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Rebel attacks hit Colombian oil output

Major improvements have been made, but security issues still bedevil the industry

Colombia is a long way from the days when a brutal, long-running domestic insurgency made it one of the most dangerous places in the world for oil producers to operate. As the government has beaten back rebel groups over the past decade, it has cleared the way for an oil rush that has seen the country emerge as a major regional energy player. But recent months have shown that security problems still bedevil the industry.

The country's oil output, a key driver of economic growth, plunged to its lowest level in nearly two years in April after an attack on the Caño Limón – Coveñas pipeline forced producers to shut in around 70,000 barrels a day (b/d) of production. Crude output was 935,000 b/d in April, down nearly 10% from a record 1.033 million b/d in August last year and the lowest level since August 2012, according to government data. It is the latest sign that rebel attacks on energy infrastructure and deteriorating relations between the industry and local communities have stalled growth in what had been a booming oil sector.

The 220,000 b/d Caño Limón – Coveñas pipeline is a crucial artery for crude to move from oilfields in the interior of the country to export infrastructure on the Caribbean coast. But it runs through rebel strongholds and has been a popular target for attacks for years.

Engineers from the government and state-run Ecopetrol, who owns and operates the line, are well practiced now at responding to such incidents and they are usually able to get the pipeline back up and running within days, if not hours. This time, however, Ecopetrol workers were prevented from reaching the pipeline for more than a month by protesters from the local U'wa indigenous community, forcing a prolonged shut down of much of the country's second largest oil pipeline.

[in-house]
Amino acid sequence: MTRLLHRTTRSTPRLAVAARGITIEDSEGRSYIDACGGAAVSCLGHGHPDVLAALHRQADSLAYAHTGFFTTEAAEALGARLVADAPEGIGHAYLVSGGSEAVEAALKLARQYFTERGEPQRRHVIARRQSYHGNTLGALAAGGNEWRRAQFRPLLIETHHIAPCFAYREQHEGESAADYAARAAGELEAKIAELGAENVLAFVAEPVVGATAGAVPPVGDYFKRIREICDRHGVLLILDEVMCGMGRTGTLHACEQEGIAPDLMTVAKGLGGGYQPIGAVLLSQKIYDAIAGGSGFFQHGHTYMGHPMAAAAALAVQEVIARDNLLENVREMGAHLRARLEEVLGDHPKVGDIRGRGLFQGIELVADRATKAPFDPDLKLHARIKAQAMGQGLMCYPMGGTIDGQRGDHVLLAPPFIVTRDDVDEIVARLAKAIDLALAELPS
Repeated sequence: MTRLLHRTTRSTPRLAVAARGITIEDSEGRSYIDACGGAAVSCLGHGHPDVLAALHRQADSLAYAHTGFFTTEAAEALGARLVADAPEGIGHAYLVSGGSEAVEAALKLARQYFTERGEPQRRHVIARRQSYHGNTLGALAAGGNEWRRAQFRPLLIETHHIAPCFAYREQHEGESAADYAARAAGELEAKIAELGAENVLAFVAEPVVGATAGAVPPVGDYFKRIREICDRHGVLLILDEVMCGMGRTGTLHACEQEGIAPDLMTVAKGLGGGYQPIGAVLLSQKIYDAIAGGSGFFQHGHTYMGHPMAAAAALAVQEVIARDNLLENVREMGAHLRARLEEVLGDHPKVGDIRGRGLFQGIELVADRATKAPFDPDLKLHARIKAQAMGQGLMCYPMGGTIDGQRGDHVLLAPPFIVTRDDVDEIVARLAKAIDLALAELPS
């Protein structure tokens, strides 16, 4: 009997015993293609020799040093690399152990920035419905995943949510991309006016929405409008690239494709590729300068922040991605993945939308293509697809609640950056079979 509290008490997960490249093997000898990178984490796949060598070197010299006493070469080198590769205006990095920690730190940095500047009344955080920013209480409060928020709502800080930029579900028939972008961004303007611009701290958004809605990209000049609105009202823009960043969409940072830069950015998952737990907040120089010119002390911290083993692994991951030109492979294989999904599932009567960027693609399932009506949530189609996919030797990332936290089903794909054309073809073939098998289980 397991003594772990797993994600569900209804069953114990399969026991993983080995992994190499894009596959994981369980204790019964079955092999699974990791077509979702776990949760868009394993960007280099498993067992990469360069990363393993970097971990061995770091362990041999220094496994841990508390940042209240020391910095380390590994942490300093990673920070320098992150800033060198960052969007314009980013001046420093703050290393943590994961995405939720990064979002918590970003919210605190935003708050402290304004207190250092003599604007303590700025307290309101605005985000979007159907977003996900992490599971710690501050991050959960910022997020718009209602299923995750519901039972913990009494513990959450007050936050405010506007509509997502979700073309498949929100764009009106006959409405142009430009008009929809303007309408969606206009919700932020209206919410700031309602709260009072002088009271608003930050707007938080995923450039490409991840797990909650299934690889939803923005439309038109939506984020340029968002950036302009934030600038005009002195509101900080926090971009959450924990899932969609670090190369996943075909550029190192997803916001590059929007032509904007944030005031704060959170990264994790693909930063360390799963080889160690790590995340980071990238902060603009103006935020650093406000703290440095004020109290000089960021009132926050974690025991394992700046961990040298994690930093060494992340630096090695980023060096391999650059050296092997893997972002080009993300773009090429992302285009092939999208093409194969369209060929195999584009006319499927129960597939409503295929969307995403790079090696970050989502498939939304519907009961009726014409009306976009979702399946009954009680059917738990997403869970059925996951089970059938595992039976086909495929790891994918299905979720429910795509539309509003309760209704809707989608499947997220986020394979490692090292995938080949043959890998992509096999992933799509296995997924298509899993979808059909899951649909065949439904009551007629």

The U'wa demanded the government reroute the pipeline away from their lands and suspend oil and gas operations in the area. The pipeline and oil and gas drilling, they argue, have caused environmental damage and thrust them into the middle of the conflict between leftist fighters and the government, putting their lives and land at risk. In the end, the government agreed to temporarily suspend planned gas exploration operations in the area and to send a team to the area to reconfirm the U'wa's territorial boundaries. The deal allowed a repair crew to finally reach the line.

The episode was emblematic of the problems that have slowed the oil industry. The attacks, protests, blockades and unrest in oil producing regions have repeatedly forced companies to shut in production, slow operations and have prevented companies from expanding into new regions.

The country's rapid rise in oil output has stalled. Production surged from 530,000 b/d in 2007 to slightly more than 1m b/d in 2013. But production of 982,000 b/d through the first quarter of 2014 is less than the same period last year and there are few new projects in the pipeline to drive production higher for the rest of the year.

Rising action